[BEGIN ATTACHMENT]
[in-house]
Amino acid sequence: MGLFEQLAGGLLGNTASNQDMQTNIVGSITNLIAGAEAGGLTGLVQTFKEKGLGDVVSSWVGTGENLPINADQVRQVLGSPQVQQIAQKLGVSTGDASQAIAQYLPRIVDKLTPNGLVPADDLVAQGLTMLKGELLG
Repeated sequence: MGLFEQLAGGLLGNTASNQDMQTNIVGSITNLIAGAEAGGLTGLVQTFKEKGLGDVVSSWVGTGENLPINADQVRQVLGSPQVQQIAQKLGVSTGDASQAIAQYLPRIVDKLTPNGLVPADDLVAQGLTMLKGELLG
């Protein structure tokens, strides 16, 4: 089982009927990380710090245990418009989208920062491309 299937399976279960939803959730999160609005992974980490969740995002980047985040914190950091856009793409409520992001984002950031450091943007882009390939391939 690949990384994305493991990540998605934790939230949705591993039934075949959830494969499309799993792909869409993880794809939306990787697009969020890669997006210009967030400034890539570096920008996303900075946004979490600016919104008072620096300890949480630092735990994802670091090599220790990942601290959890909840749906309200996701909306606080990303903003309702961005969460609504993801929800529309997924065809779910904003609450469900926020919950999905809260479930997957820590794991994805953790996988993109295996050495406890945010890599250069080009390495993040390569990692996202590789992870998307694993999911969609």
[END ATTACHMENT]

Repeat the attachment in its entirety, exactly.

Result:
[in-house]
Amino acid sequence: MGLFEQLAGGLLGNTASNQDMQTNIVGSITNLIAGAEAGGLTGLVQTFKEKGLGDVVSSWVGTGENLPINADQVRQVLGSPQVQQIAQKLGVSTGDASQAIAQYLPRIVDKLTPNGLVPADDLVAQGLTMLKGELLG
Repeated sequence: MGLFEQLAGGLLGNTASNQDMQTNIVGSITNLIAGAEAGGLTGLVQTFKEKGLGDVVSSWVGTGENLPINADQVRQVLGSPQVQQIAQKLGVSTGDASQAIAQYLPRIVDKLTPNGLVPADDLVAQGLTMLKGELLG
């Protein structure tokens, strides 16, 4: 089982009927990380710090245990418009989208920062491309 299937399976279960939803959730999160609005992974980490969740995002980047985040914190950091856009793409409520992001984002950031450091943007882009390939391939 690949990384994305493991990540998605934790939230949705591993039934075949959830494969499309799993792909869409993880794809939306990787697009969020890669997006210009967030400034890539570096920008996303900075946004979490600016919104008072620096300890949480630092735990994802670091090599220790990942601290959890909840749906309200996701909306606080990303903003309702961005969460609504993801929800529309997924065809779910904003609450469900926020919950999905809260479930997957820590794991994805953790996988993109295996050495406890945010890599250069080009390495993040390569990692996202590789992870998307694993999911969609």